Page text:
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Continued from My Last Wartime Voyage, Part Five


We left Civitavecchia bound for Malta, the Captain's (and soon to be the ship's) home port. (Click for Map) Once again,
SS Ohio Enters Grand Harbour, Malta

The gallant Ohio arrives triumphantly at Grand Harbour.

Photo Source: World War II: A Visual Encyclopedia, edited by John Keegan. (London: PRC Publishing, c1999, 2000)
we sailed past the flaming Stromboli, down through the Straits of Messina, and further south to the Island of Malta. Malta must have been one of the most bombed places on earth at that time. During the siege, they were bombed almost constantly by the Germans and Italians who had bases only a matter of thirty or so (air) minutes away in Sicily. The British efforts to maintain vital supplies to the island continued throughout the worst of the attacks. The Malta Convoys became legendary, the largest of which, Operation Pedestal in August 1942 consisted of 14 very fast merchant ships, protected by no less than 72 Royal Navy ships of different types from aircraft carriers to submarines. Of the 14 ships that had set out from Gibraltar, only five had reached Malta. One of those, the tanker Ohio, became a story in its own right. She was bombed, torpedoed, abandoned, and reboarded by the crew. She was then assisted into the Grand Harbour with a Royal Navy ship strapped to each side. Despite the bombs and torpedoes, her precious cargo of aviation fuel was all saved, discharged, and made use of. As we sailed into the Grand Harbour, the now empty and rusting hull of Ohio was still tied up alongside the mole at the entrance to the Harbour. Although the Ohio had been an American ship, the crew who took her to Malta were a British crew. After the war, the American owners refused to allow her to be cut up for scrap iron. She was taken out to sea and sunk.

As soon as we knew we would be going to Malta, we all had aspirations of leaving the ship there.
Despite the fact that it was wartime, we were all so fed up with the way in which Captain Mizzi had treated us, and we still had these thoughts. They were reinforced when we discovered that the ship would be laid up in Malta for repairs. The "fo'c's'le lawyers" came into their own at this point. We were not the only members of the crew that were unhappy with life aboard the Marvia. The Firemen, the Donkeyman, the Engineers, the Bosun, even the First and Second Mates were not too keen on staying. I think that Joe, the Captain's brother was the only one who wanted to stay. Soon the word filtered back to us that someone had asked the Captain about us signing off in Valletta. Again, the "word" got around that if we wanted to sign off, we would all have to sign a petition to the Shipping Superintendent in Valletta saying that we would like to sign off. We didn't know where "the word" had come from; we were at the stage where we would have tried anything.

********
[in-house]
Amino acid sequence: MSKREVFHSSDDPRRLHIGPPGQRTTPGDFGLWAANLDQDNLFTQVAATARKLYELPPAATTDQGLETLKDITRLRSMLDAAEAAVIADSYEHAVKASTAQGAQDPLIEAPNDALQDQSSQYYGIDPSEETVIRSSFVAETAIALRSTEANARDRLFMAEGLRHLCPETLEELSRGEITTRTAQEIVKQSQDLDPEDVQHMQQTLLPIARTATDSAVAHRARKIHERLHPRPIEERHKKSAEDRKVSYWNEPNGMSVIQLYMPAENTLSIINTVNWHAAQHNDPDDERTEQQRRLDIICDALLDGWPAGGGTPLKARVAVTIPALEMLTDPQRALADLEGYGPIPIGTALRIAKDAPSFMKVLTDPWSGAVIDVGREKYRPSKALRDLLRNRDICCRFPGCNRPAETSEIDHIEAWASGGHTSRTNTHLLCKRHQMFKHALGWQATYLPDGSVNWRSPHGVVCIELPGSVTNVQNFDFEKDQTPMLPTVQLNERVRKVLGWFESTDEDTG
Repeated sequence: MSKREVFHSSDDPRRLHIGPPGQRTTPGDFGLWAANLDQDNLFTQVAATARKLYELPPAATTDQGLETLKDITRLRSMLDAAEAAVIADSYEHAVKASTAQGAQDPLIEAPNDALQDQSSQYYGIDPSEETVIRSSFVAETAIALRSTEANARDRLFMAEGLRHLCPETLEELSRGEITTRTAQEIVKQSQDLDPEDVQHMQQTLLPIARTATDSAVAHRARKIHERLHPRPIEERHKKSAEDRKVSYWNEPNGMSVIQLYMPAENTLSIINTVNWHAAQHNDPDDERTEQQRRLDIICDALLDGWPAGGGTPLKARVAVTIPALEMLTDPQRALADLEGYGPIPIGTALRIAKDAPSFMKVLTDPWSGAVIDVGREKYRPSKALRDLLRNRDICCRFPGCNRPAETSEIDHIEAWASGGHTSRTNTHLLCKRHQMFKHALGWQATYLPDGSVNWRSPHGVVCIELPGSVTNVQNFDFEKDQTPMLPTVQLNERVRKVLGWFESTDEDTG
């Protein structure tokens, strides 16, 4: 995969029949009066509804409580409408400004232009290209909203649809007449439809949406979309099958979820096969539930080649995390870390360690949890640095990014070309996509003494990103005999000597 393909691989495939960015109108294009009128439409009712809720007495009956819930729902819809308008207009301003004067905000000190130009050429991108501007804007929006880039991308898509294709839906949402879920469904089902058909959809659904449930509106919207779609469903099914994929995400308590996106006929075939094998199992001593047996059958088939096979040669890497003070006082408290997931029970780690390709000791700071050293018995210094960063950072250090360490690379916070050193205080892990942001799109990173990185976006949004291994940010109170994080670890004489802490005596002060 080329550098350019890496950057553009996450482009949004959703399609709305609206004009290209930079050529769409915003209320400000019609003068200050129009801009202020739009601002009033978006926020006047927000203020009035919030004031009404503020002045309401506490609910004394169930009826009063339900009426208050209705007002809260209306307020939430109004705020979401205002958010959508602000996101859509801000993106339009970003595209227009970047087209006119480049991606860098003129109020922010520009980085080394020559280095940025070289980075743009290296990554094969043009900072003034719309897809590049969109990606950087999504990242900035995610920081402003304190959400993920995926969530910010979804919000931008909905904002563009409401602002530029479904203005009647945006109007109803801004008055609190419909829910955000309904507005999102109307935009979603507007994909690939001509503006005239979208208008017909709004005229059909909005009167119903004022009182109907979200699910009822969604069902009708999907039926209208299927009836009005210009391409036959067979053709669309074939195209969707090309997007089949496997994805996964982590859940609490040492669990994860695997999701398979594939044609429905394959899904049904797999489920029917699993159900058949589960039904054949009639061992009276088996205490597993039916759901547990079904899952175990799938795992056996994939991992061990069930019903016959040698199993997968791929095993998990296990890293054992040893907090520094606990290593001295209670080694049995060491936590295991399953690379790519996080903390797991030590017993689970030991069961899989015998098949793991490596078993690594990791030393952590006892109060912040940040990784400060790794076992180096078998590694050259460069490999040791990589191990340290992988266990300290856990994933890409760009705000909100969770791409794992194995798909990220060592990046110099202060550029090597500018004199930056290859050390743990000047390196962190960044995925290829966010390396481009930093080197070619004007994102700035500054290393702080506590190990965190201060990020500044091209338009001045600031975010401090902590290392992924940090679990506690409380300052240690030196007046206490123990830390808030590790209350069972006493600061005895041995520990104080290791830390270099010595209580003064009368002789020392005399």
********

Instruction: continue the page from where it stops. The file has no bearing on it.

We did this, and to our surprise, things were arranged for us to sign off on a certain day. Not only would we be signing off, accommodation had been arranged for us on a troopship which had just arrived in the Harbour. She was the Dutch ship Indrapoera, and was lying, tied up in the Grand Harbour. We could hardly believe our luck! By this time, we had been in Malta for something like a week or so.
Maltese Shilling
A Maltese Shilling with King George VI
Came the day for us to sign off, and we all went in to the Saloon to do so. It was only after we had signed off that we were informed that, because we had requested to sign off, each of us would be responsible for our own transport back to Liverpool! This meant that although our accommodation had been arranged on the Indrapoera, we would each have to pay our own fare! The good news was that it would only cost us the standard subsistence allowance of three shillings per day. In the morning, much to our surprise, the Captain came forward and told us that the transport was here to take us to the Indrapoera. When we went up on deck, the anchor that had been dropped the night before was very much in evidence. The chain, just having come up from the chain locker, was almost a brilliant red with rust, whereas the other chain was quite dirty. Whether he had noticed the difference or not, we never knew. He didn't say anything about it; in fact, he was more concerned that we all handed in our mattresses and blankets before we left, a job that we were only too happy to do for him!